A man, even if seriously ill or disabled in the exercise of his highest functions, is and always will be a man, and he will never become a "vegetable" or an "animal".
John Paul II
Euthanasia is defined as "an action or omission which of itself and by intention causes death, with the purpose of eliminating all suffering." 
Intentional euthanasia, the killing of handicapped, sick or dying persons is "morally unacceptable."  It is against the dignity of the person and "the respect due to... his Creator."  The Church teaches that God gave humans stewardship over life not ownership.
Medical care that is "burdensome, dangerous, extraordinary, or disproportionate to the expected outcome" can be legitimately discontinued or refused. In these instances death is not willed, instead "one's inability to impede it is merely accepted." 
When death is believed to be imminent, ordinary care must still be provided. "The use of painkillers to alleviate the sufferings of the dying, even at the risk of shortening their days, can be morally in conformity with human dignity if death is not willed as either an end or a means, but only foreseen and tolerated as inevitable."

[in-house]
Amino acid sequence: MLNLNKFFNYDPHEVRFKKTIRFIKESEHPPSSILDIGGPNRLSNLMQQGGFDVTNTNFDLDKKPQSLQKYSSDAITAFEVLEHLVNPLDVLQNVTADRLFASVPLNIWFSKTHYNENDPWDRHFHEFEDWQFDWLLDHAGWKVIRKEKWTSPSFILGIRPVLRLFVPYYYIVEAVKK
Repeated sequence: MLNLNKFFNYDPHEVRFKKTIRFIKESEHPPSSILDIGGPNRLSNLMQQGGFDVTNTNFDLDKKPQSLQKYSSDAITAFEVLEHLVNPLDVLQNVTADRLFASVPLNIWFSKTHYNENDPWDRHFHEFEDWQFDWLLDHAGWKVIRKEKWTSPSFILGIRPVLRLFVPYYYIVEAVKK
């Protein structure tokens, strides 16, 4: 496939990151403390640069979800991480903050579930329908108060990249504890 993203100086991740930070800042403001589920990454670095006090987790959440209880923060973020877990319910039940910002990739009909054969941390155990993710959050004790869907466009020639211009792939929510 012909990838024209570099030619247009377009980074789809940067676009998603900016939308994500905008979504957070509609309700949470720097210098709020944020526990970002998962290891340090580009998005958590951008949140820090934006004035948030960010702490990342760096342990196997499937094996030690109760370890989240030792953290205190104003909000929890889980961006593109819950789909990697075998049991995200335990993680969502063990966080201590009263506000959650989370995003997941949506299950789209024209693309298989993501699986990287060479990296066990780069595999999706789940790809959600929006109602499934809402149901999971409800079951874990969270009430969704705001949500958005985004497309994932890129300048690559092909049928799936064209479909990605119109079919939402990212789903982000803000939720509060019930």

Is nutrition or hydration "extraordinary" medical care?
It is morally obligatory to provide patients with proper nutrition and hydration, even through artificial means, as long as he or she can assimilate it and it does not cause "significant discomfort."  If patients are not provided with this basic care the cause of their death will not be their illness or disability but "solely starvation and dehydration." 
What about people in a permanent vegetative state?
People who are severely disabled are still human beings, who "retain their human dignity in all its fullness." For this reason they still have the right to basic health care, such as nutrition, hydration, warmth, cleanliness, etc. 
1. Evangelium Vitae, 65
2. CCC, 2277
3. CCC, 2324
4. CCC, 2280
5. CCC, 2278
6. CCC, 2279
7. Responses to Certain Questions Concerning Artificial Nutrition and Hydration, Congregation for the Doctrine of the Faith, August 1, 2007
8. Commentary on Nutrition and Hydration, Congregation for the Doctrine of the Faith, August 1, 2007
9. Address of John Paul II to Participants in the International Congress on "Life-Sustaining Treatments and Vegetative State: Scientific Advances and Ethical Dilemmas" Saturday, 20 March 2004